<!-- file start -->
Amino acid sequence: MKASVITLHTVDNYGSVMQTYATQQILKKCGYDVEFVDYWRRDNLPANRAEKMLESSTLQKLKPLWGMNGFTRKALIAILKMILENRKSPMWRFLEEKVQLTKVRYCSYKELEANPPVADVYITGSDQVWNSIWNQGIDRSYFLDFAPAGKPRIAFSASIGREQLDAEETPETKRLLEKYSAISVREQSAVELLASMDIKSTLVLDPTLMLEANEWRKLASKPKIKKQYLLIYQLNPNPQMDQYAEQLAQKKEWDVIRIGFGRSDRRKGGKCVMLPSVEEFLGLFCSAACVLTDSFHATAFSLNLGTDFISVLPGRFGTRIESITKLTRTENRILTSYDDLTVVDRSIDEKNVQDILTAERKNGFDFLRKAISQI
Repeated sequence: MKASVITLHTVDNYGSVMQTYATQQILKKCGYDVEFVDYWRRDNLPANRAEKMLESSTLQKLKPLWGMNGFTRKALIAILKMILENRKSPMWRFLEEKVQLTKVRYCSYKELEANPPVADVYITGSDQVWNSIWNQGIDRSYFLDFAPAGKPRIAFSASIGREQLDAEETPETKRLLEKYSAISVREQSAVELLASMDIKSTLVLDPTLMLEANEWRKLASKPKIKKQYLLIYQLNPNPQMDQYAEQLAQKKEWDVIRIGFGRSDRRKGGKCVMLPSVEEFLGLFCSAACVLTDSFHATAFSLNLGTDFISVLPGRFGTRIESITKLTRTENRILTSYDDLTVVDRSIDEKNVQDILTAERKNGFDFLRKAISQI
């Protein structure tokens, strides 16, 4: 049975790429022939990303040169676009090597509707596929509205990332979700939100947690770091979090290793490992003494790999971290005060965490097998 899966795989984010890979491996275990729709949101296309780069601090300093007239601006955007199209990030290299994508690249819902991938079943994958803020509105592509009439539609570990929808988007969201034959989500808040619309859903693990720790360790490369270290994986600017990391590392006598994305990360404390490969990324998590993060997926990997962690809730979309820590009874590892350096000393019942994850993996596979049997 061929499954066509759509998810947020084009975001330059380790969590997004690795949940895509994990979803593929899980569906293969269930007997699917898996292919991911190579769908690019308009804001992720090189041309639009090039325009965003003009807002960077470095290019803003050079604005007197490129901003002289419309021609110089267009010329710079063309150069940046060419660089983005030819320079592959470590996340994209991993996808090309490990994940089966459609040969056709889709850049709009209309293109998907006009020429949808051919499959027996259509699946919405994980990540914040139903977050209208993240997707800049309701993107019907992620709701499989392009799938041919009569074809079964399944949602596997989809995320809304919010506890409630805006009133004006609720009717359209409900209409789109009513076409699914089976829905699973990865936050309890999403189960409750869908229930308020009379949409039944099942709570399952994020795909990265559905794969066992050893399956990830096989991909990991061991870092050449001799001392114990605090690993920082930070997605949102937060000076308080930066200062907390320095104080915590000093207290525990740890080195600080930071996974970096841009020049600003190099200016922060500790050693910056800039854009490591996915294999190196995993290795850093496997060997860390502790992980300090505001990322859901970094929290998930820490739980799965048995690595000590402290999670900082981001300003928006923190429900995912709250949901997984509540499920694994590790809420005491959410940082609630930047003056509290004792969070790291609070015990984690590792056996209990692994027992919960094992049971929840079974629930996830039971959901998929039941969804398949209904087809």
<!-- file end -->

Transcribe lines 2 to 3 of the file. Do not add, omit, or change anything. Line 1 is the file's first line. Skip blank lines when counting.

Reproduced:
Repeated sequence: MKASVITLHTVDNYGSVMQTYATQQILKKCGYDVEFVDYWRRDNLPANRAEKMLESSTLQKLKPLWGMNGFTRKALIAILKMILENRKSPMWRFLEEKVQLTKVRYCSYKELEANPPVADVYITGSDQVWNSIWNQGIDRSYFLDFAPAGKPRIAFSASIGREQLDAEETPETKRLLEKYSAISVREQSAVELLASMDIKSTLVLDPTLMLEANEWRKLASKPKIKKQYLLIYQLNPNPQMDQYAEQLAQKKEWDVIRIGFGRSDRRKGGKCVMLPSVEEFLGLFCSAACVLTDSFHATAFSLNLGTDFISVLPGRFGTRIESITKLTRTENRILTSYDDLTVVDRSIDEKNVQDILTAERKNGFDFLRKAISQI
């Protein structure tokens, strides 16, 4: 049975790429022939990303040169676009090597509707596929509205990332979700939100947690770091979090290793490992003494790999971290005060965490097998 899966795989984010890979491996275990729709949101296309780069601090300093007239601006955007199209990030290299994508690249819902991938079943994958803020509105592509009439539609570990929808988007969201034959989500808040619309859903693990720790360790490369270290994986600017990391590392006598994305990360404390490969990324998590993060997926990997962690809730979309820590009874590892350096000393019942994850993996596979049997 061929499954066509759509998810947020084009975001330059380790969590997004690795949940895509994990979803593929899980569906293969269930007997699917898996292919991911190579769908690019308009804001992720090189041309639009090039325009965003003009807002960077470095290019803003050079604005007197490129901003002289419309021609110089267009010329710079063309150069940046060419660089983005030819320079592959470590996340994209991993996808090309490990994940089966459609040969056709889709850049709009209309293109998907006009020429949808051919499959027996259509699946919405994980990540914040139903977050209208993240997707800049309701993107019907992620709701499989392009799938041919009569074809079964399944949602596997989809995320809304919010506890409630805006009133004006609720009717359209409900209409789109009513076409699914089976829905699973990865936050309890999403189960409750869908229930308020009379949409039944099942709570399952994020795909990265559905794969066992050893399956990830096989991909990991061991870092050449001799001392114990605090690993920082930070997605949102937060000076308080930066200062907390320095104080915590000093207290525990740890080195600080930071996974970096841009020049600003190099200016922060500790050693910056800039854009490591996915294999190196995993290795850093496997060997860390502790992980300090505001990322859901970094929290998930820490739980799965048995690595000590402290999670900082981001300003928006923190429900995912709250949901997984509540499920694994590790809420005491959410940082609630930047003056509290004792969070790291609070015990984690590792056996209990692994027992919960094992049971929840079974629930996830039971959901998929039941969804398949209904087809």